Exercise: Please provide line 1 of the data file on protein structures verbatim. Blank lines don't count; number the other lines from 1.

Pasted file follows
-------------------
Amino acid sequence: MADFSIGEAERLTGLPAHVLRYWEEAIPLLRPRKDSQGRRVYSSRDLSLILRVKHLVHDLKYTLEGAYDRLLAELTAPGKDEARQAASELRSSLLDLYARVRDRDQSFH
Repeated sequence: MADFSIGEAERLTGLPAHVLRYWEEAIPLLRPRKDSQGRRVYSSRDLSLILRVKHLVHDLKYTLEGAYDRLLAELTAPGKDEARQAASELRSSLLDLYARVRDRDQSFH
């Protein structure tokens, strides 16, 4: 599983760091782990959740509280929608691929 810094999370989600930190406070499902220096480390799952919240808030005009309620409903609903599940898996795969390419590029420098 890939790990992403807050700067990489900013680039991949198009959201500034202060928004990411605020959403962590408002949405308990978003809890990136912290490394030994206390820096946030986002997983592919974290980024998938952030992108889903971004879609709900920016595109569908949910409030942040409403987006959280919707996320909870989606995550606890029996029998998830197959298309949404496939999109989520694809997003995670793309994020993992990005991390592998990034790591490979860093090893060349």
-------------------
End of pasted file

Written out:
Amino acid sequence: MADFSIGEAERLTGLPAHVLRYWEEAIPLLRPRKDSQGRRVYSSRDLSLILRVKHLVHDLKYTLEGAYDRLLAELTAPGKDEARQAASELRSSLLDLYARVRDRDQSFH